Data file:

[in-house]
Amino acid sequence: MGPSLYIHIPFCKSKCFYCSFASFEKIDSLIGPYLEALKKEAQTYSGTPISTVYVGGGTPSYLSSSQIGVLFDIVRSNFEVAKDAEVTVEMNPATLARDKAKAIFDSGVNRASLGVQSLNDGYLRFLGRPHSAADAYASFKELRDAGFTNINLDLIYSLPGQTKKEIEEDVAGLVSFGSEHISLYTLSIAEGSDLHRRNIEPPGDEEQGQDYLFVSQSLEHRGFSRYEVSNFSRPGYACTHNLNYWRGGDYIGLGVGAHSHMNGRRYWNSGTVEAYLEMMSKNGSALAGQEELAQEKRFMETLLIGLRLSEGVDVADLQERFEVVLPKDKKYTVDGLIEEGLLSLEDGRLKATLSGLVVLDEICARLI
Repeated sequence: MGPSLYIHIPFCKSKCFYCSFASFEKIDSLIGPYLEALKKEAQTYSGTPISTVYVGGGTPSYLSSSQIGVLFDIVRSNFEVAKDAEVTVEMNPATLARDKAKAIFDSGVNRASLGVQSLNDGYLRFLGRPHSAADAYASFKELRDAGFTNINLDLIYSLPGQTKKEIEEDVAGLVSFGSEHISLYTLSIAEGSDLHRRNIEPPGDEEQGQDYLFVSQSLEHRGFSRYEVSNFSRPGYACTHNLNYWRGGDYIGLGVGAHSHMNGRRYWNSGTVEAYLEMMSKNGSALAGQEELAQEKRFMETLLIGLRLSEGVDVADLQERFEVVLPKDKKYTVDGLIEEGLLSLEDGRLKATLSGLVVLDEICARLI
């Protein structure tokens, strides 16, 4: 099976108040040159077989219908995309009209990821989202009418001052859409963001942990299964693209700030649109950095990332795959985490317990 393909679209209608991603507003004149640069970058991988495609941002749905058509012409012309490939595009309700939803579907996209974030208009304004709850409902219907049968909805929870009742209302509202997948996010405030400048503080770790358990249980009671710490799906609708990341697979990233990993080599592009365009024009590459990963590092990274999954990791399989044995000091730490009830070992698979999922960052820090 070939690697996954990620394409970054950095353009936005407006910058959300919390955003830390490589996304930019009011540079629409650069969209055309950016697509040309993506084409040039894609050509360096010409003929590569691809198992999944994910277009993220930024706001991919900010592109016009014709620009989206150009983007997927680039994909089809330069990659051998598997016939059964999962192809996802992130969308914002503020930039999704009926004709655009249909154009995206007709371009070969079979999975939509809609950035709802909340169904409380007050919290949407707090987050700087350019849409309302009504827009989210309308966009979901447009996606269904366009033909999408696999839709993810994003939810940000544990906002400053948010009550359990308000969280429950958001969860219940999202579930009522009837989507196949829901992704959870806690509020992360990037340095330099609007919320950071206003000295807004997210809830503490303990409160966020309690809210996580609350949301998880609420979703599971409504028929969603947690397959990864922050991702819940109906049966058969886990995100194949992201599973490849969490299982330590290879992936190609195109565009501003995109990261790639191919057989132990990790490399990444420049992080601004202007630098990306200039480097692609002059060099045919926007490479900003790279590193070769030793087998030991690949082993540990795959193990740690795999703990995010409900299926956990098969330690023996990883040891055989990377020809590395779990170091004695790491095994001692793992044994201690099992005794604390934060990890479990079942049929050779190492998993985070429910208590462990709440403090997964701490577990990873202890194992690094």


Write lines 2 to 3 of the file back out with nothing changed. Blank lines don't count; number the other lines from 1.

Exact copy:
Amino acid sequence: MGPSLYIHIPFCKSKCFYCSFASFEKIDSLIGPYLEALKKEAQTYSGTPISTVYVGGGTPSYLSSSQIGVLFDIVRSNFEVAKDAEVTVEMNPATLARDKAKAIFDSGVNRASLGVQSLNDGYLRFLGRPHSAADAYASFKELRDAGFTNINLDLIYSLPGQTKKEIEEDVAGLVSFGSEHISLYTLSIAEGSDLHRRNIEPPGDEEQGQDYLFVSQSLEHRGFSRYEVSNFSRPGYACTHNLNYWRGGDYIGLGVGAHSHMNGRRYWNSGTVEAYLEMMSKNGSALAGQEELAQEKRFMETLLIGLRLSEGVDVADLQERFEVVLPKDKKYTVDGLIEEGLLSLEDGRLKATLSGLVVLDEICARLI
Repeated sequence: MGPSLYIHIPFCKSKCFYCSFASFEKIDSLIGPYLEALKKEAQTYSGTPISTVYVGGGTPSYLSSSQIGVLFDIVRSNFEVAKDAEVTVEMNPATLARDKAKAIFDSGVNRASLGVQSLNDGYLRFLGRPHSAADAYASFKELRDAGFTNINLDLIYSLPGQTKKEIEEDVAGLVSFGSEHISLYTLSIAEGSDLHRRNIEPPGDEEQGQDYLFVSQSLEHRGFSRYEVSNFSRPGYACTHNLNYWRGGDYIGLGVGAHSHMNGRRYWNSGTVEAYLEMMSKNGSALAGQEELAQEKRFMETLLIGLRLSEGVDVADLQERFEVVLPKDKKYTVDGLIEEGLLSLEDGRLKATLSGLVVLDEICARLI